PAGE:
Monday, March 25, 2013

2 Giant Pandas From China To Arrive In Canada; Will Spend Ten Years At Zoos In Toronto & Calgary

Foreign Relations

Female Panda, Er Shun: "Female giant pandas are only capable of reproducing once every other year from age 4 to age 20," the NatPost says.
Photo CreditAdrian Wyld/The Canadian Press
Source: NatPost

An article, by Canadian Press, in The National Post says China has loaned two giant pandas (Ailuropoda melanoleuca, lit. black and white cat-foot), which are bears, to Canada for ten years; they will spend their time equally at zoos in Toronto and Calgary. The pandas, from southwestern China, are named Er Shun and Da Mao.
A pair of giant pandas born and raised in China are about to receive a Canadian welcome worthy of their name. The Toronto Zoo will begin playing host to a male and female bear on Monday, just over a year after the cuddly creatures were officially loaned to Canada by the Chinese government.
Five-year-old Er Shun and her prospective mating partner, four-year-old Da Mao, will call Toronto home for five years before being relocated to the Calgary Zoo for the same length of time. Canadian and Chinese officials have voiced hopes the pair will add to the species’ sparse population during their sojourn. The animals are arriving in Canada in the sort of style not often experienced by even two-legged diplomats.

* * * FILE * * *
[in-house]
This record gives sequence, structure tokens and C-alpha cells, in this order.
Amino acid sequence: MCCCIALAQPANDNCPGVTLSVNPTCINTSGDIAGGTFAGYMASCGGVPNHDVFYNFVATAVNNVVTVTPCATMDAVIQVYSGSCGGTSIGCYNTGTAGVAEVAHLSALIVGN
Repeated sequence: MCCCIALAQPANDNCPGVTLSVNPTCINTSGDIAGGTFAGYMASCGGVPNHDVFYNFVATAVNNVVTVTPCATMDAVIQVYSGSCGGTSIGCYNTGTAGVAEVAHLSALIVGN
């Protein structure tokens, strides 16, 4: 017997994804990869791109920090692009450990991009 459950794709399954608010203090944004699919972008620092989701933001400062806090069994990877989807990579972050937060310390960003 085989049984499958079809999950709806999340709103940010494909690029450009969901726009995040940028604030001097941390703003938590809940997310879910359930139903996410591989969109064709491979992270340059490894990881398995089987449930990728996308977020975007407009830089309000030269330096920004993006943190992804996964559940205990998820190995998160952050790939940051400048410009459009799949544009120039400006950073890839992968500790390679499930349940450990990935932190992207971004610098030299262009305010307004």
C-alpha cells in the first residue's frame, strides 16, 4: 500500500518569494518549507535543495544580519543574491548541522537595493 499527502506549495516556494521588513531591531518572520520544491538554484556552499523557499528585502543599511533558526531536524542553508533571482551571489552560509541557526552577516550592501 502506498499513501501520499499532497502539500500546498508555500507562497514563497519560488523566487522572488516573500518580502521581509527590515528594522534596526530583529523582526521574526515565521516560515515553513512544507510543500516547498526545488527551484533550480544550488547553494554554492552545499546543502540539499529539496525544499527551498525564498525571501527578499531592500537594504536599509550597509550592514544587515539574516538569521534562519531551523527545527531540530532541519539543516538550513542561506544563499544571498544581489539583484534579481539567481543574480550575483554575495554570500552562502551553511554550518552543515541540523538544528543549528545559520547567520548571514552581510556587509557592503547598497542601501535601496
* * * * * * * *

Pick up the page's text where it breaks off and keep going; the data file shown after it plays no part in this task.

Prime Minister Stephen Harper, who personally announced the loan deal during a trip to China last year, will be on hand to greet the new arrivals as they disembark from a highly customized plane trip. A FedEx Express Canada MD11 aircraft branded with an image of a panda was to leave China on Sunday afternoon. The plane is to arrive in Toronto on Monday morning.
FedEx Express Canada President Lisa Lisson said the process of preparing the bears for travel began days before the flight. “We created very special customized enclosures for the two pandas and we actually sent them over there,” Lisson said. “They’re in the panda’s environment so they can go up to them and look at them and touch them . . . so when they go inside the enclosures they’ll be familiar with them.
Who could resist the giant pandas? Pandas spend most of their day eating and sleeping; up to 16 hours a day is devoted to eating, where an adult panda can go through 20 kilograms of the fibre; the rest of the time is devoted to sleeping and posing for visitors. And perhaps mating to produce offspring. Yet, the Toronto Zoo has said the public will have to wait, however, until May to view the pandas, Er Shun, a female, and Da Mao, a male.

You can read the rest of the article at [NatPost]